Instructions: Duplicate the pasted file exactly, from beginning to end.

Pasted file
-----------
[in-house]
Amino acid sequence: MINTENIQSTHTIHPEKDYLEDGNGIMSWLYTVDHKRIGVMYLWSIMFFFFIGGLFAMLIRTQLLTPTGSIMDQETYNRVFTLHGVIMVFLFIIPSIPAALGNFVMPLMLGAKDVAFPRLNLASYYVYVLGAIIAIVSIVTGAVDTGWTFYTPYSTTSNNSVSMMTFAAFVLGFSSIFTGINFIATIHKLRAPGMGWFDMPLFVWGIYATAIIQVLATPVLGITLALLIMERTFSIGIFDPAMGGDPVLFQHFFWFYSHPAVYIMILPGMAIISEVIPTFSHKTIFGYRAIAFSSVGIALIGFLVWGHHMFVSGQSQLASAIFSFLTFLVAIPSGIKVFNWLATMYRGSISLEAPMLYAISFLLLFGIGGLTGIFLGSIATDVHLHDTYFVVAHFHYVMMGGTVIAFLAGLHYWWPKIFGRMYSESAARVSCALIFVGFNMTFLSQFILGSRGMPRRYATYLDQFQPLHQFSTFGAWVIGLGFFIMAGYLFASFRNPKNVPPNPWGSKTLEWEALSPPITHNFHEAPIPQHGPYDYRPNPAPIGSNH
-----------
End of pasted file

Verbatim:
[in-house]
Amino acid sequence: MINTENIQSTHTIHPEKDYLEDGNGIMSWLYTVDHKRIGVMYLWSIMFFFFIGGLFAMLIRTQLLTPTGSIMDQETYNRVFTLHGVIMVFLFIIPSIPAALGNFVMPLMLGAKDVAFPRLNLASYYVYVLGAIIAIVSIVTGAVDTGWTFYTPYSTTSNNSVSMMTFAAFVLGFSSIFTGINFIATIHKLRAPGMGWFDMPLFVWGIYATAIIQVLATPVLGITLALLIMERTFSIGIFDPAMGGDPVLFQHFFWFYSHPAVYIMILPGMAIISEVIPTFSHKTIFGYRAIAFSSVGIALIGFLVWGHHMFVSGQSQLASAIFSFLTFLVAIPSGIKVFNWLATMYRGSISLEAPMLYAISFLLLFGIGGLTGIFLGSIATDVHLHDTYFVVAHFHYVMMGGTVIAFLAGLHYWWPKIFGRMYSESAARVSCALIFVGFNMTFLSQFILGSRGMPRRYATYLDQFQPLHQFSTFGAWVIGLGFFIMAGYLFASFRNPKNVPPNPWGSKTLEWEALSPPITHNFHEAPIPQHGPYDYRPNPAPIGSNH